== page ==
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I know rain at an outdoor celebration staved off by kindness.
I know the universal joy of sharing a meal with the blurred line of friends and family.

I may not know why Pi can do what it does, or why ferns speak fractals and they, in turn, speak chaos.

But I know the blissful tears of the father and the harmonious tears of the mother. I know that the tenuous strands of young love spin and weave, creating the strength of an unbreakable union.

With the multitude of horrible things in this world—things I do not want to know—I am indebted to the goddess of perspective for allowing me to also see the first hummingbird of the season, and to hear the “wild rumpus” of worshipped children.

And if there is a secular word for “blessed” then please, someone tell me. Because I am.

I know pain, but also gracious healing. I know fear, but also comfort. I know the darker side of turmoil and the gentle light of peace. And right now, in this moment, I am alive with all I know.

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Ponderings is available at Finishinglinepress or you can get a signed copy from me directly 15.00. paypal.me/lisastjohn

February 6, 2016

What’s Wrong with My Head?

by lisa st john

“You live too much in your own head,” she said.

I am still trying to understand what that means. Where else do I have to go?

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Ken Robinson explains that university professors, “look upon their body as a form of transport for their heads.” Why is that so bad?

I like the inside of my head—my mind. It’s safe there. I have friends there.

When I had my first kiss at age12 (yuck), I could go and complain to Meg. Any girl who can travel through wrinkles in time would understand.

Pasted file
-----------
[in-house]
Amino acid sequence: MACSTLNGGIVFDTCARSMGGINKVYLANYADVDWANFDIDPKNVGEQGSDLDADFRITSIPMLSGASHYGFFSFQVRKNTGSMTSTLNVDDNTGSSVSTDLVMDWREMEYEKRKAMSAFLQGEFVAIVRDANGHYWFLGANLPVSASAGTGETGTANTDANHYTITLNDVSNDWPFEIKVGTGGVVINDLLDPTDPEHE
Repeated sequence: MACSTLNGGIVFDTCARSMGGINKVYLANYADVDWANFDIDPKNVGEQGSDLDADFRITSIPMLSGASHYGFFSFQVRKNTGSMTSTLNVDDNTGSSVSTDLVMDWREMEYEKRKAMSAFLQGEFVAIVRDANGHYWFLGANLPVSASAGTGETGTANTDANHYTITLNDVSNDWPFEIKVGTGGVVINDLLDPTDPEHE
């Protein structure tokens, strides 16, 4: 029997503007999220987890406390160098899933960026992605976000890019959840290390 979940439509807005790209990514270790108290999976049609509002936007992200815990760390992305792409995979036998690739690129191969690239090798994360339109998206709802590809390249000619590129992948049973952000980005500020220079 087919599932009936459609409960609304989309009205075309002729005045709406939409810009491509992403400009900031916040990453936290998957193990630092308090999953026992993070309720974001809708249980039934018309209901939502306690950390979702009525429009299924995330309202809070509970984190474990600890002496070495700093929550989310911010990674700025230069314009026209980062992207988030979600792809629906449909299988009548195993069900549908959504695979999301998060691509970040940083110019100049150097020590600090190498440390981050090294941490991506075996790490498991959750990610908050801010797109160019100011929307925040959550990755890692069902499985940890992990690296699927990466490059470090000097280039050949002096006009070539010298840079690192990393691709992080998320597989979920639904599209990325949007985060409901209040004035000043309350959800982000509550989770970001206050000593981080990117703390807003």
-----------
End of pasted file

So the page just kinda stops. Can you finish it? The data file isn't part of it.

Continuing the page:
When I had an abortion at age 16 I could go to Narnia and snuggle deep into Aslan’s fur. I had nowhere else to go.

My mind let’s me remember swimming in Isla Mujeres or walking through Central Park or rocking in my hammock. But spaces are not places and inside spaces are more difficult to navigate than outside spaces. So it’s not about where I am, it’s about where my mind is.

I can walk and walk and be back in Guanajuato when I was twenty-something traveling with the love of my life. And he was/is alive.

But it’s not just about confusion or comfort or memory. Isn’t it just one more place to travel? Not only can I go to the past, I can go to the future. Like AFP’s song, “In My Mind,” I can circle around to the almost-or-will-be places. Why not? I can spend a few hours visiting Future Lisa as she finally writes that novel or goes dogsledding in Alaska or becomes a grandmother or buys a house in Mexico. But after those couple of hours, I cannot tell you whom (who sounds better) Present Lisa was sitting next to on the train. Is that so bad?

I will never truly understand the phrase, “I’m bored.” I have never been bored. I don’t know what that means. Of course, I can define the word bored (lacking interest in a current activity? unoccupied?). But I am too busy wondering:

  • If Lolita came to life and wrote an answer to Nabokov, would it be as an adult looking back or in the voice of her child-self?
  • If we kept cats awake, would anything about them change other than their grumpiness?